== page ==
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Why do the Click Map figures not align with other Analytics statistics in some cases?

Sean Needham avatar
By Sean Needham

Click Map is a component of the Behavior Maps feature in Analytics.

The Click Map shows how many times an element on the website has been clicked over the selected time-period. In some cases, the number of clicks for the element will not match the number of Page views the destination URL receives when you look at, for example, Behavior Tracking.

Here are some reasons why clicks on elements may not match other Analytics statistics:

Changes to HTML markup

HTML markup changes need to be considered when viewing Behavior Map data. We use the class of elements to identify clicks on the Click map. Therefore, we will see links as new elements once the class has changed.

If the class changes on a link over a selected period or when interacting with it (active state, hover state etc.), and you are viewing a screenshot without that class, interactions for that link will not be shown on the Click Map.

Different data streams

The data collected to show Page views and that used to present interactions on pages come from different sources. For example, a page might have three Page views but the link on the only referring page can show zero clicks if the visitors used a bookmark.

Similarly, a link might be registered as having three clicks but the resulting page might not register any Page views if the destination page was down at that time the link was clicked.

As the data sources are not identical, they cannot be compared like for like. 

Click Map tracks mouse actions only

Only mouse actions are recorded on the Click Map. Interactions for visitors using a screen-reader, or for those using the 'tab' function and 'enter' key, will not be registered on the Click Map. Page views will still be recorded in these cases.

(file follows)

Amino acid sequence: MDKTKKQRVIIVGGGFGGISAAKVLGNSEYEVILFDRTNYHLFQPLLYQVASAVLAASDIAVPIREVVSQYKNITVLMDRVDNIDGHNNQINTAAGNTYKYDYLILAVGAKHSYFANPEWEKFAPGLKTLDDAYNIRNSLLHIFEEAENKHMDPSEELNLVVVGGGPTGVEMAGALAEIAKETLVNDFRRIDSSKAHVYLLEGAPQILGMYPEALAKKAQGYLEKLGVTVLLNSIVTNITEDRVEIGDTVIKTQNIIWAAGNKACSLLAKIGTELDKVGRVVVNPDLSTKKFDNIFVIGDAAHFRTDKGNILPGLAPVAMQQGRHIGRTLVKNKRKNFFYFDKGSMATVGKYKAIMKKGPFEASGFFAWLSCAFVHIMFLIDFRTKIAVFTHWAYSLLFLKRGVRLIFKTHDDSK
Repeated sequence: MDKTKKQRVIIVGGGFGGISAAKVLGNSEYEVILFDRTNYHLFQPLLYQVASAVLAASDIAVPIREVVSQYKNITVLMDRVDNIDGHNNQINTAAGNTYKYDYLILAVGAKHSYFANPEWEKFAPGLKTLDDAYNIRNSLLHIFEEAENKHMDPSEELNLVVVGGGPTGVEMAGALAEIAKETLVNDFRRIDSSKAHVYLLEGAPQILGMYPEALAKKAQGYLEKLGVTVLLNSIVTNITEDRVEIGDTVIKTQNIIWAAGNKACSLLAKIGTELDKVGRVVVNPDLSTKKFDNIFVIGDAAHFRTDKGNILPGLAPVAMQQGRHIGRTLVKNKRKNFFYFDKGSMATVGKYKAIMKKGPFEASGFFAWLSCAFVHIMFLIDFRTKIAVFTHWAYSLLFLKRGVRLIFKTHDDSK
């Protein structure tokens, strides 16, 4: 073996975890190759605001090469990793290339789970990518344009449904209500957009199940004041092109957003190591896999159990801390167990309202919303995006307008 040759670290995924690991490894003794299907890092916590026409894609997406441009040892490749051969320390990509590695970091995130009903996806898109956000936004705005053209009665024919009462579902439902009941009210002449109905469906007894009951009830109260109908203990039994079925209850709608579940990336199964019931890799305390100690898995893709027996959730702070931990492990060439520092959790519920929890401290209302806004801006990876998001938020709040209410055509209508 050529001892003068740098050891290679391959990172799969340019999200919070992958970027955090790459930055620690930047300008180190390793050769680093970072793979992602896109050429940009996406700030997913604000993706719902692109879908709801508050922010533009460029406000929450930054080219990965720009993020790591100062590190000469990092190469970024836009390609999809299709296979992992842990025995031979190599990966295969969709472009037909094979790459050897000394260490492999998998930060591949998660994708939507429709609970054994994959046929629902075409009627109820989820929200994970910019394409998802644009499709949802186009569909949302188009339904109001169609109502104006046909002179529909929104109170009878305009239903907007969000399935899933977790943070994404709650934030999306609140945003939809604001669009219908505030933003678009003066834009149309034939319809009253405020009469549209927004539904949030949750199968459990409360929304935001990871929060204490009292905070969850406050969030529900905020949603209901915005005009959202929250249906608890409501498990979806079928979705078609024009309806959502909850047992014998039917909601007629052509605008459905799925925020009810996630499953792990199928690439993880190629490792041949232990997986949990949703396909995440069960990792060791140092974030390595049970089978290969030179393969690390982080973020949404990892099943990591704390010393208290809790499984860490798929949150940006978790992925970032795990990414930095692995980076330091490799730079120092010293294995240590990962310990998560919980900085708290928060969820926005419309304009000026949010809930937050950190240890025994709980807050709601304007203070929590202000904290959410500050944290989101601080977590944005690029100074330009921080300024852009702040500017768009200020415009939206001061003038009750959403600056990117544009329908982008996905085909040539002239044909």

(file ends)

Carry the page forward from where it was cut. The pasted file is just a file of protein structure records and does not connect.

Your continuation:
Statistics are split between mobile, tablet and desktop

Another reason that the number of clicks on the Click Map don’t always correspond to other Analytics statistics is that the Click Map shows a subset of the click data depending on whether you choose mobile, tablet or desktop. On the other hand, Behavior tracking, for example, shows the total amount of visits recorded.

Non-standard HTML markup

Non-clickable elements can be made interactive using HTML coding. This is not best practice and means that we do not recognize clicks on the element.

For example, Panels can be presented using nonstandard code using div tags with click events attached. Normally a div wouldn't be a clickable element so the platform does not show a Click map dot for it.

In these cases, clients will need to change their div tags to button tags, this would have the added advantage of indicating to screen readers that the panel is an interactive element.

Another example is if a customer implements their own Checkbox using div tags in combination with JavaScript instead of a using standard Checkbox HTML coding. Here, we cannot reliably know that the element is an "interactive" div

We recommend using standard coding practices when possible to avoid these situations.

Elements are hidden

Hiding an element can be done by setting the display property to none. If the element is not visible on the page screenshot, clicks on the element will not be shown. These clicks will however be listed on the ’Table of hidden elements’ below the Click Map.

Dynamic content

Dynamic content occurs when an element is created because of an action by the user. This could be, for example, when a user expands a menu and clicks on a sub-menu. As the screenshot does not show the sub-menu, it cannot present these actions on the Click Map.

Another example of Dynamic Content we’ve noticed is when a "hover" class is added when a user hovers over an element, i.e. JavaScript is used to change the class. This means the element is perceived as an entirely new element and we therefore cannot register it on the Maps. In these cases, the "hover" class is not present on the screenshot of the page that we have saved. If clients wish to track these elements within Behavior Maps they should use the ":hover" pseudo CSS selectors instead.

Clicks recorded on dynamic content are shown on the "Table of hidden elements" below the Click Map.

 

Older versions of browsers

The analytics code used in Behavior Maps relies on the JavaScript function ‘querySelectorAll’ being available. Most browsers today do support this function but some older browsers do not, in which case, we cannot query for elements matching certain criteria. For further information on this function and compatibility see the HTML DOM querySelectorAll() Method description on w3schools.com.

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